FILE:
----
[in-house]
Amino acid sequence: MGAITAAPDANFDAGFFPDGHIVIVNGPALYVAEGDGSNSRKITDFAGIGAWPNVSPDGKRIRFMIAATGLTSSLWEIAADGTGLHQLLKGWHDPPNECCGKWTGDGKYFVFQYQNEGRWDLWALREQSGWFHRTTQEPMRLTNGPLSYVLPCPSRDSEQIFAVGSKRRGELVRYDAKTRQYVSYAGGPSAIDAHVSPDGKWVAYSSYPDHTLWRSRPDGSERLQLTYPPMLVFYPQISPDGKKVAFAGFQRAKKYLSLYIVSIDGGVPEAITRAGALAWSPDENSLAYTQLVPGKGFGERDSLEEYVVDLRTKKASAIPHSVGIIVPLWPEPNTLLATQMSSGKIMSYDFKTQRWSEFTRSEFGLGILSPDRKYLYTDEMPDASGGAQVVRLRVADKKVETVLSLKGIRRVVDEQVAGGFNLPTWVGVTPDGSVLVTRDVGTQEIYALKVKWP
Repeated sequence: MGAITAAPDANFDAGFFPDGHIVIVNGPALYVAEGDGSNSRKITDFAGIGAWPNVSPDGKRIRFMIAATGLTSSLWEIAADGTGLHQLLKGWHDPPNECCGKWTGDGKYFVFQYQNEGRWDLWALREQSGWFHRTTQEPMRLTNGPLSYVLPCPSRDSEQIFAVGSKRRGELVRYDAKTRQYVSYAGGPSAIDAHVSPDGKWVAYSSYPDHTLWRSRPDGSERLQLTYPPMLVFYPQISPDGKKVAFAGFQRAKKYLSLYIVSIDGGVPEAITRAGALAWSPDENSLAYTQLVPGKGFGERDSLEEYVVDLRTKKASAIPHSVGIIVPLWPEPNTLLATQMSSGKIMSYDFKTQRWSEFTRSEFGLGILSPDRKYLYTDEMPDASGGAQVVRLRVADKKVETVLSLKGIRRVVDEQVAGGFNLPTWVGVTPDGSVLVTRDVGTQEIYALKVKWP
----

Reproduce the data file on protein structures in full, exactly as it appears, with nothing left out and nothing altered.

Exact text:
[in-house]
Amino acid sequence: MGAITAAPDANFDAGFFPDGHIVIVNGPALYVAEGDGSNSRKITDFAGIGAWPNVSPDGKRIRFMIAATGLTSSLWEIAADGTGLHQLLKGWHDPPNECCGKWTGDGKYFVFQYQNEGRWDLWALREQSGWFHRTTQEPMRLTNGPLSYVLPCPSRDSEQIFAVGSKRRGELVRYDAKTRQYVSYAGGPSAIDAHVSPDGKWVAYSSYPDHTLWRSRPDGSERLQLTYPPMLVFYPQISPDGKKVAFAGFQRAKKYLSLYIVSIDGGVPEAITRAGALAWSPDENSLAYTQLVPGKGFGERDSLEEYVVDLRTKKASAIPHSVGIIVPLWPEPNTLLATQMSSGKIMSYDFKTQRWSEFTRSEFGLGILSPDRKYLYTDEMPDASGGAQVVRLRVADKKVETVLSLKGIRRVVDEQVAGGFNLPTWVGVTPDGSVLVTRDVGTQEIYALKVKWP
Repeated sequence: MGAITAAPDANFDAGFFPDGHIVIVNGPALYVAEGDGSNSRKITDFAGIGAWPNVSPDGKRIRFMIAATGLTSSLWEIAADGTGLHQLLKGWHDPPNECCGKWTGDGKYFVFQYQNEGRWDLWALREQSGWFHRTTQEPMRLTNGPLSYVLPCPSRDSEQIFAVGSKRRGELVRYDAKTRQYVSYAGGPSAIDAHVSPDGKWVAYSSYPDHTLWRSRPDGSERLQLTYPPMLVFYPQISPDGKKVAFAGFQRAKKYLSLYIVSIDGGVPEAITRAGALAWSPDENSLAYTQLVPGKGFGERDSLEEYVVDLRTKKASAIPHSVGIIVPLWPEPNTLLATQMSSGKIMSYDFKTQRWSEFTRSEFGLGILSPDRKYLYTDEMPDASGGAQVVRLRVADKKVETVLSLKGIRRVVDEQVAGGFNLPTWVGVTPDGSVLVTRDVGTQEIYALKVKWP